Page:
Sites like Smashwords and Feedbooks are great places to garner publicity in the DIY ebook world. You don’t need to know anything about ebook formats. You only have to discipline yourself to keep the formatting simple.
A little time spent studying typesetting goes a long way. The cover is definitely the hardest part.
There have been people asking this for a year or more. This article backs up you.
However, I have seen Nora Roberts say outright she would never do that, and while Stephen King seems to be saying all the right things, he petered out on his first attempt and has not only not finished the novel he serialized, he’s still not eager to try again.
And why should he or Roberts, for that fact? The system works perfectly well for them.
And they’re old. Someone with those number and under 27 would be the right one to look to.
This is true. If someone has a title that they really think could break big with a publisher, I would suggest that they shop it. Of course, the emphasis there is on the “really.”
I agree with your disagreement. What I left unstated is that they only give you time to write if you reach a certain level of sales and those sales don’t drop off too much. We’re talking about just a few stars here and even they have to continually prove themselves. This is why literary fiction has fled to the MFA programs — teaching provides a steady icome.
Right. I think what literary fiction doesn’t realize, though, is that romance (I’ll say that as opposed to “genre fiction” since it’s the only genre growing) is what supports it and lets whatever *is* published to be published. Most houses take a loss on litfic, and romance sales subsidize it.
Even within romance, it’s the big sellers that subsidize the books that take a loss.
And, well, just to make us all sick to our stomachs: $3.2 million.
From the link above: “The novel will be ‘an allegory–this time about the Holocaust–involving animals,'”
Truly, the world doesn’t deserve a genius like Yann Martel (yes, I know everybody loved Life of Pi — I couldn’t bring myself to read it. It oozes middlebrow, limp liberal orientalism).
For the record, in general, I’m quite fond of middlebrowness and classic liberalism.
In the introduction, Riley wrote:
Well, I’m not sure that I’d say everyone. I think there is a very real place for “indie” publishing as you call it. A lot depends on what expectations the author has, and what can reasonably be expected of the book, given its subject, style, genre, etc.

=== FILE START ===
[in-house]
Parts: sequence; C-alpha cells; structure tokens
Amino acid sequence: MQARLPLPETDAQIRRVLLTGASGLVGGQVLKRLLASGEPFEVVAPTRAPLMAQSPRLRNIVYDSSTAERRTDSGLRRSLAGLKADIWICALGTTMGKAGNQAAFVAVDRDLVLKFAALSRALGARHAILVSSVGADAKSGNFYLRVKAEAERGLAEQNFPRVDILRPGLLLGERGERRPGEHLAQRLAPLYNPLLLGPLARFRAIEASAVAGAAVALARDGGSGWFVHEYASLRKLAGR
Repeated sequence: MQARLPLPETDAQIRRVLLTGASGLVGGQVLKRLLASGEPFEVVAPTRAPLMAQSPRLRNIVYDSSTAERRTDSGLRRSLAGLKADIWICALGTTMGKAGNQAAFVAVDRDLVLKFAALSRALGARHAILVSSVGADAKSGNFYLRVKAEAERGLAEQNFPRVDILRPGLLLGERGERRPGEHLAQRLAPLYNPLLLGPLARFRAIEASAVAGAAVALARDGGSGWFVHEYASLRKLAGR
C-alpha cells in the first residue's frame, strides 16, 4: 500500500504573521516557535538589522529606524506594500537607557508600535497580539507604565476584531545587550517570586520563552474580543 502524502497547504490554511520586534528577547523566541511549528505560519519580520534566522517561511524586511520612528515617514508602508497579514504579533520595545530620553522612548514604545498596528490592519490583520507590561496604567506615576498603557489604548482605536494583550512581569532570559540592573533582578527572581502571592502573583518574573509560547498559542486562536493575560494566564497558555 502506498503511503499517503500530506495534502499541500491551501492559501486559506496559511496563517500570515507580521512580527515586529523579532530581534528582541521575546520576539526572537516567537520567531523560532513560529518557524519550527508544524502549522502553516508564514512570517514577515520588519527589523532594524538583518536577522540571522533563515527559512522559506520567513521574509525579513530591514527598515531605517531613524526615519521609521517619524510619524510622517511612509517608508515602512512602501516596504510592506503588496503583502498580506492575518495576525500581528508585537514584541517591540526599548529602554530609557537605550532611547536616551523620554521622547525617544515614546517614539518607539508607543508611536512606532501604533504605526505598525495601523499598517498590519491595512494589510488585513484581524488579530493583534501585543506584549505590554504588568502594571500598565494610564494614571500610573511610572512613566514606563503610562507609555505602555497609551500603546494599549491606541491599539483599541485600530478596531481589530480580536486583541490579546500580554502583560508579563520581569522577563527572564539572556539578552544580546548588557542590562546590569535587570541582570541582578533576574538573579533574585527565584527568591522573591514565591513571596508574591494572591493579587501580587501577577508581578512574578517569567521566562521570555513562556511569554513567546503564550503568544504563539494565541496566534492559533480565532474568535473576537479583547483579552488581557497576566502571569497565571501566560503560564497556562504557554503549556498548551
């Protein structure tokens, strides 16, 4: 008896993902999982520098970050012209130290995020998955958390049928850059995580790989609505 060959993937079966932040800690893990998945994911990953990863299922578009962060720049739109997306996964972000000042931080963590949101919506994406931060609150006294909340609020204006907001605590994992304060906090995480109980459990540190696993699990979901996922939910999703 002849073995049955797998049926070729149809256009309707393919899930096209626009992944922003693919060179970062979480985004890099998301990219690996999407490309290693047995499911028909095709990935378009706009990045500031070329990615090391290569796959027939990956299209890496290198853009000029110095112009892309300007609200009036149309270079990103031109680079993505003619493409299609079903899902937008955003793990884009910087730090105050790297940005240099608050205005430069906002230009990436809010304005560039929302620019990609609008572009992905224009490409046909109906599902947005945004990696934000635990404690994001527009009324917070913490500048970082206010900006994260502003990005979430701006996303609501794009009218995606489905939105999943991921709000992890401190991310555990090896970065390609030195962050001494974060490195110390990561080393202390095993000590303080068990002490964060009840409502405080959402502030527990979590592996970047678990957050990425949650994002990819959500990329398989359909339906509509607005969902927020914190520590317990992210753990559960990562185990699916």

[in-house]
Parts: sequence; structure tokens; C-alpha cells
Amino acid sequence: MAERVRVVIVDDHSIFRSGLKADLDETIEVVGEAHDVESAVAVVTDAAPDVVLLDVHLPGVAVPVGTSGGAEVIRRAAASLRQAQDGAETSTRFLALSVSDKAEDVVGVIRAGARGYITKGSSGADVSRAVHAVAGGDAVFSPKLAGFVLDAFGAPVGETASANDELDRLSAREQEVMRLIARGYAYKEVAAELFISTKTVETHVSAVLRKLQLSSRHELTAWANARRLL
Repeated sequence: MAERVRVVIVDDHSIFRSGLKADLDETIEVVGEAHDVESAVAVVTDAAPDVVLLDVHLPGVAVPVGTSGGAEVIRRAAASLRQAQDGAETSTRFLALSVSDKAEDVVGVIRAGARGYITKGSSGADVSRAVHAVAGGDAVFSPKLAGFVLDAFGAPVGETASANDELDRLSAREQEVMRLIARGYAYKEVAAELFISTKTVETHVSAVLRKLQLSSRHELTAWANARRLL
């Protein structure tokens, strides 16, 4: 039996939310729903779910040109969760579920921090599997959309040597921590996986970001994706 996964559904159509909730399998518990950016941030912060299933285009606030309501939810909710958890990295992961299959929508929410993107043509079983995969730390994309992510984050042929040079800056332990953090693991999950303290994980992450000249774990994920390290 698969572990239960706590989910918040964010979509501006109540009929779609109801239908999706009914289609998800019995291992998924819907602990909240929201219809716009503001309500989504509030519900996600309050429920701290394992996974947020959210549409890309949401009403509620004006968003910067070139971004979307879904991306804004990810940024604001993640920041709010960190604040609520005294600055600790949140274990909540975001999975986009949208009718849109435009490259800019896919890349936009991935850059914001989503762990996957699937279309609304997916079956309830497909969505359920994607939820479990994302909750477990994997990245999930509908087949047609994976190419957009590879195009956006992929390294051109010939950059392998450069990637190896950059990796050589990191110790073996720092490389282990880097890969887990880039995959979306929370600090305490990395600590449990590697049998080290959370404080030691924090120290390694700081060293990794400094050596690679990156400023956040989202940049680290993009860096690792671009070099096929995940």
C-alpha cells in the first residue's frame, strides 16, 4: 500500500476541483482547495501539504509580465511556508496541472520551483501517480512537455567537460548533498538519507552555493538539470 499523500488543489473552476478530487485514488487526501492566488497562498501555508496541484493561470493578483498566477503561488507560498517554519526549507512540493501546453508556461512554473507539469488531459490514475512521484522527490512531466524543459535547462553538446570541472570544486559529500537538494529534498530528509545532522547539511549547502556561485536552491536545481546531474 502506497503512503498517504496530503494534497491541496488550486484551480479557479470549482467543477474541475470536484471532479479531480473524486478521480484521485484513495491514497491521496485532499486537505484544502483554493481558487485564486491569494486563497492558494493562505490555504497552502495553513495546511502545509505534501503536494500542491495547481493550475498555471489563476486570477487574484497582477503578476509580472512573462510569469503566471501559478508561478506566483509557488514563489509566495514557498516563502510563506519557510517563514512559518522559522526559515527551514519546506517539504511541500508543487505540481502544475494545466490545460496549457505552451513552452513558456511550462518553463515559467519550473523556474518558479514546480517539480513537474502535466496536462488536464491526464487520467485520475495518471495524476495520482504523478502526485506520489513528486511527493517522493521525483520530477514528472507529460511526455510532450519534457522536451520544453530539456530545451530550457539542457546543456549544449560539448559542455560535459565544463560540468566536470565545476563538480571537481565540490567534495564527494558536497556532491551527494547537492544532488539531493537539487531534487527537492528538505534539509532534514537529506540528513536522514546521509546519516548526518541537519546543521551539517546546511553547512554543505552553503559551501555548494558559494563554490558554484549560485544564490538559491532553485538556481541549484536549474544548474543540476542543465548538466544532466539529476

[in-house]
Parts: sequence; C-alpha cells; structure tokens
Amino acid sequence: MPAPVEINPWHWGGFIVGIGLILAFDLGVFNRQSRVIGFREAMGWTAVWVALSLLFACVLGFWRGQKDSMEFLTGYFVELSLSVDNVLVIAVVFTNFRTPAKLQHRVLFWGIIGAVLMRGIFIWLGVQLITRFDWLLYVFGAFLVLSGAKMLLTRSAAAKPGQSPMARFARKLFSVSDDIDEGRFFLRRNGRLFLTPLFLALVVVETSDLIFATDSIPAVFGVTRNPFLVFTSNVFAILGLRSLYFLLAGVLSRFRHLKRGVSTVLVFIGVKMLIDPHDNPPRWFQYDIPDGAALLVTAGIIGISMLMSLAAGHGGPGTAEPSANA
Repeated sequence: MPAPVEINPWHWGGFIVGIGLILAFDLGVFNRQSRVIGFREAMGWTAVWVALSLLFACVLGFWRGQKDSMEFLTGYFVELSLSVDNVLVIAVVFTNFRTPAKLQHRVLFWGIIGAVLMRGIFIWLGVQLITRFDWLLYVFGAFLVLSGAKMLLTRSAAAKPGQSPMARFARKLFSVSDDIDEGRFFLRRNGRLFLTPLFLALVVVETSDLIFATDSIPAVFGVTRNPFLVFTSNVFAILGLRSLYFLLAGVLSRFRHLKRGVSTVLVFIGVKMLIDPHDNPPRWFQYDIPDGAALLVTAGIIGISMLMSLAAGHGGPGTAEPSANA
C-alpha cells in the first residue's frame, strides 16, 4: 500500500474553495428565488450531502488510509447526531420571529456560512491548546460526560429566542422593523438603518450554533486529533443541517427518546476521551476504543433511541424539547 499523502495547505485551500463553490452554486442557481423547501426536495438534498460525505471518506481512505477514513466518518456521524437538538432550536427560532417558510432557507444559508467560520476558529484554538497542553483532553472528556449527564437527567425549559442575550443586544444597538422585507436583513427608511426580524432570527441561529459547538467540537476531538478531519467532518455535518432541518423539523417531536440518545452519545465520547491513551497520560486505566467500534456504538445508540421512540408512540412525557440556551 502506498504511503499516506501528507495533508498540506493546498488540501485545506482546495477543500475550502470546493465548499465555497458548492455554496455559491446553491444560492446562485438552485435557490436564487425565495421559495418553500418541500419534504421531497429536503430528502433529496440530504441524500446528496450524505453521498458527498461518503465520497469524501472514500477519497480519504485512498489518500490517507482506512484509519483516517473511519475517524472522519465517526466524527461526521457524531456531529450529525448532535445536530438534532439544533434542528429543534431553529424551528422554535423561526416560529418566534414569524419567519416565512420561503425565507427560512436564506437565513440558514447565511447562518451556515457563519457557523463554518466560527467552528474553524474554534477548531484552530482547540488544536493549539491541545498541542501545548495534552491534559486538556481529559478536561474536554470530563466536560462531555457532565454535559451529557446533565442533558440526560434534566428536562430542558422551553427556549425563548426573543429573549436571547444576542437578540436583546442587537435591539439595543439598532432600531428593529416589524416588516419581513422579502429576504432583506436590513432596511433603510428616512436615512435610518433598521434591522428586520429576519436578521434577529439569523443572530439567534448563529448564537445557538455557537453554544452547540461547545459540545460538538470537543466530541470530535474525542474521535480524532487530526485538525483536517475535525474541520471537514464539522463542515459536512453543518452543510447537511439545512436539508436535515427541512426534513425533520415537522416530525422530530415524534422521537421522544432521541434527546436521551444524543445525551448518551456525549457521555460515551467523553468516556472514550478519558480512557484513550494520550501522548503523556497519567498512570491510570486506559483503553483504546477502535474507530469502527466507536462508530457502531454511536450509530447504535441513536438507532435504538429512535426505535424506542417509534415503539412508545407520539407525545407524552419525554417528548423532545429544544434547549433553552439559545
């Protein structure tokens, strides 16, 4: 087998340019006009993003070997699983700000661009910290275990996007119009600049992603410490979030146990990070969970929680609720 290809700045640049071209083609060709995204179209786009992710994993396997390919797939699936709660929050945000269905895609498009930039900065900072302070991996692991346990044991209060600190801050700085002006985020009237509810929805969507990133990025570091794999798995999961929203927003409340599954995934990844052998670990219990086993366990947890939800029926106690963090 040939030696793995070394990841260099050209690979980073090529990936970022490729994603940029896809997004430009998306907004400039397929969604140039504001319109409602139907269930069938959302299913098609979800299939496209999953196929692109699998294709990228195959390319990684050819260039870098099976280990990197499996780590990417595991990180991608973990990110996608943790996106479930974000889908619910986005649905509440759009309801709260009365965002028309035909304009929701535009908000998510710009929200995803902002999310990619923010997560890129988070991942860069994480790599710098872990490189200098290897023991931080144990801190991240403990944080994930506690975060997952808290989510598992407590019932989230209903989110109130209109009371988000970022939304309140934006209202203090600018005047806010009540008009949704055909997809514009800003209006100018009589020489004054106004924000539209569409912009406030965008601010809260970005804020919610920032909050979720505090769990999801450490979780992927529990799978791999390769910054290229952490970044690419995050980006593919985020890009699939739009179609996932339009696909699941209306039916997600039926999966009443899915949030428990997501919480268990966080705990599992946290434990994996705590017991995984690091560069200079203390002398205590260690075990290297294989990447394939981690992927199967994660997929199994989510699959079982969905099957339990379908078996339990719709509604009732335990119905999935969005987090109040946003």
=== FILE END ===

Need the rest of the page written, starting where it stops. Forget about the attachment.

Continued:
In the future roles section, Zoe wrote:
Um, Zoe its already happening, and has been for the life of print-on-demand. Both LightningSource and Booksurge have actively approached traditional publishers, trying to get them as customers. That’s how I was first signed up.
Using Print-on-demand is especially popular with Academic publishers (most University presses, for example) and with others who have relatively small demand for each title. Financially, my own calculations lead me to believe that it is usually cheaper per copy to print traditionally once you need to print 750 to 1000 copies at a time.
And Lightning Source makes it easy to switch over to offset at that point.
In the future roles section, Zoe wrote:
As always, this depends on how you count your costs. Most of the time, general accounting procedures don’t calculate unit costs (i.e., cost per title) that way. The biggest problem here is that you don’t know ahead of time how many copies you will sell. If you did, then traditional publishing would be cheaper (if you printed more than the minimum), because there would be no waste.
You are right that this waste can lead to higher costs when printing traditionally. My own prediction is that large publishers will eventually set up inhouse printing facilities to print low demand quantities when traditional printing has larger risks than what is acceptable. Smaller publishers will use firms like LightningSource and BookSurge and Replica Books instead of having their own inhouse presses. Only the smallest ‘indie’ publishers will use pod exclusively–at least until the unit costs of pod get a lot closer to offset.
In the future roles section, Moriah wrote:
Moriah, that is not accurate.
Standard discount for retailers (i.e., bookstores) is 40% to 45%. Amazon is the only retailer with enough clout to insist of 55%, and even then it can only get that from small publishers and independent authors. It is true that many publishers give 50% to 70% to wholesalers and distributors, who then give a 40% discount to retailers.
I should add that this is the standard discount for “trade” books. Some other areas (academic, education) have different standards.
Hmm. Okay, I’ll tell all the bookstores who are selling my books that they’re charging me too much.
This is all so great to read. I recently self-published a cookbook. It was a bit of a chore to do all the formatting, etc., but very satisfying in the end.
I really liked Life of Pi.
One shouldn’t lambast what one hasn’t read. Perhaps one day I’ll get around to it. But it smacks of what I said above.
In the future roles section, Riley wrote: